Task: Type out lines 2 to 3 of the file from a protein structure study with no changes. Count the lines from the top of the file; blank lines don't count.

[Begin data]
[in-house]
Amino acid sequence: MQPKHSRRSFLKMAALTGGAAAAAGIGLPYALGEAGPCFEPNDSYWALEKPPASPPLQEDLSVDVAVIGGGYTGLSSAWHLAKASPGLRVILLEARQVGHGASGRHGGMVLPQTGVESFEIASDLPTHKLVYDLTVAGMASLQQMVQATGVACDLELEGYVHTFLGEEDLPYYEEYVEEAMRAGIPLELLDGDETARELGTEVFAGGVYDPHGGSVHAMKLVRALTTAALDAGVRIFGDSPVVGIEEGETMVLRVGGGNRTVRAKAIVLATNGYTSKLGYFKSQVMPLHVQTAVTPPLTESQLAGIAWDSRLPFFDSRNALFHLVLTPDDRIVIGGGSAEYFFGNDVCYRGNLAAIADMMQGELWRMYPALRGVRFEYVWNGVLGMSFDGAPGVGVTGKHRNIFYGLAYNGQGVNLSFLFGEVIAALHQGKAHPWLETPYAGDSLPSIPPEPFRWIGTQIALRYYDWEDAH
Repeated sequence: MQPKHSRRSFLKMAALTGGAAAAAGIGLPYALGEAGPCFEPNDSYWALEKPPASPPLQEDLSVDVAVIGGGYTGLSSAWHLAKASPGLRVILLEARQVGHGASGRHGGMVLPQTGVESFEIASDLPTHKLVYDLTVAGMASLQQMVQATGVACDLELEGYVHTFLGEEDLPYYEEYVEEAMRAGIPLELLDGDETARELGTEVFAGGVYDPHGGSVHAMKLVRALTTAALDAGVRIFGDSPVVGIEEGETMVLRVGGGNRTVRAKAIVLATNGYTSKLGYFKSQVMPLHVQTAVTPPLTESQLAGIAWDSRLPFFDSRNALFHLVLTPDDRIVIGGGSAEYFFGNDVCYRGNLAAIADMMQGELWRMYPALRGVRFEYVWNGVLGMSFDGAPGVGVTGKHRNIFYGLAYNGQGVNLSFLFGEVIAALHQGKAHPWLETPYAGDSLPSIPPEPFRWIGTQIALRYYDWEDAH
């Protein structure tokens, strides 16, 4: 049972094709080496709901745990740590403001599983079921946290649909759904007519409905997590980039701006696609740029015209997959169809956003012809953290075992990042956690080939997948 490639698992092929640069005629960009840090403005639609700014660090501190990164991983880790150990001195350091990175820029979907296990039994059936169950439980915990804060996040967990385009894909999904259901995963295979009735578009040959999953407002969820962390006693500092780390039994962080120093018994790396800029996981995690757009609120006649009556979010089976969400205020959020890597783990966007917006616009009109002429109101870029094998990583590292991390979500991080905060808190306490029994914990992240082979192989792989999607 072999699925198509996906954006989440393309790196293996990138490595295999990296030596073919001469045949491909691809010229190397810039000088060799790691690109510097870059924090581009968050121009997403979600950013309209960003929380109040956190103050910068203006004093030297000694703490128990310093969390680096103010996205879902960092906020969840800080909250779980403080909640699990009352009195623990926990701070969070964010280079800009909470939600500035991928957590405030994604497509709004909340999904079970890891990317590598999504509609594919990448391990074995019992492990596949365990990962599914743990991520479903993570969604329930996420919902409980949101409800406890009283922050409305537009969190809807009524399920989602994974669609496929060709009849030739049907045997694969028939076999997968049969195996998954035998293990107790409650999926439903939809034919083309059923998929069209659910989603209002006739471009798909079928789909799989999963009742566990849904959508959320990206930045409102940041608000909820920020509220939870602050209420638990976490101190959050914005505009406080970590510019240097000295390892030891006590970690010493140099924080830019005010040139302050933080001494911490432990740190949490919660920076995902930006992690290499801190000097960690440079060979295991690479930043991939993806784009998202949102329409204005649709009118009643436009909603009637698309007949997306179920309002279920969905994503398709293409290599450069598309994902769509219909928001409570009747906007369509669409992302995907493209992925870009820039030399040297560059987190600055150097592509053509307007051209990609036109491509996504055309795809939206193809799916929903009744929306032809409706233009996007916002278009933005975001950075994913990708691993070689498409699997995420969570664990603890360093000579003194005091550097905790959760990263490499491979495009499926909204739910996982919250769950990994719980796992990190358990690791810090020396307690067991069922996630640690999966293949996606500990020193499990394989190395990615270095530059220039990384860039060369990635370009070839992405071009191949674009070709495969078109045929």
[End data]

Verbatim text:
Amino acid sequence: MQPKHSRRSFLKMAALTGGAAAAAGIGLPYALGEAGPCFEPNDSYWALEKPPASPPLQEDLSVDVAVIGGGYTGLSSAWHLAKASPGLRVILLEARQVGHGASGRHGGMVLPQTGVESFEIASDLPTHKLVYDLTVAGMASLQQMVQATGVACDLELEGYVHTFLGEEDLPYYEEYVEEAMRAGIPLELLDGDETARELGTEVFAGGVYDPHGGSVHAMKLVRALTTAALDAGVRIFGDSPVVGIEEGETMVLRVGGGNRTVRAKAIVLATNGYTSKLGYFKSQVMPLHVQTAVTPPLTESQLAGIAWDSRLPFFDSRNALFHLVLTPDDRIVIGGGSAEYFFGNDVCYRGNLAAIADMMQGELWRMYPALRGVRFEYVWNGVLGMSFDGAPGVGVTGKHRNIFYGLAYNGQGVNLSFLFGEVIAALHQGKAHPWLETPYAGDSLPSIPPEPFRWIGTQIALRYYDWEDAH
Repeated sequence: MQPKHSRRSFLKMAALTGGAAAAAGIGLPYALGEAGPCFEPNDSYWALEKPPASPPLQEDLSVDVAVIGGGYTGLSSAWHLAKASPGLRVILLEARQVGHGASGRHGGMVLPQTGVESFEIASDLPTHKLVYDLTVAGMASLQQMVQATGVACDLELEGYVHTFLGEEDLPYYEEYVEEAMRAGIPLELLDGDETARELGTEVFAGGVYDPHGGSVHAMKLVRALTTAALDAGVRIFGDSPVVGIEEGETMVLRVGGGNRTVRAKAIVLATNGYTSKLGYFKSQVMPLHVQTAVTPPLTESQLAGIAWDSRLPFFDSRNALFHLVLTPDDRIVIGGGSAEYFFGNDVCYRGNLAAIADMMQGELWRMYPALRGVRFEYVWNGVLGMSFDGAPGVGVTGKHRNIFYGLAYNGQGVNLSFLFGEVIAALHQGKAHPWLETPYAGDSLPSIPPEPFRWIGTQIALRYYDWEDAH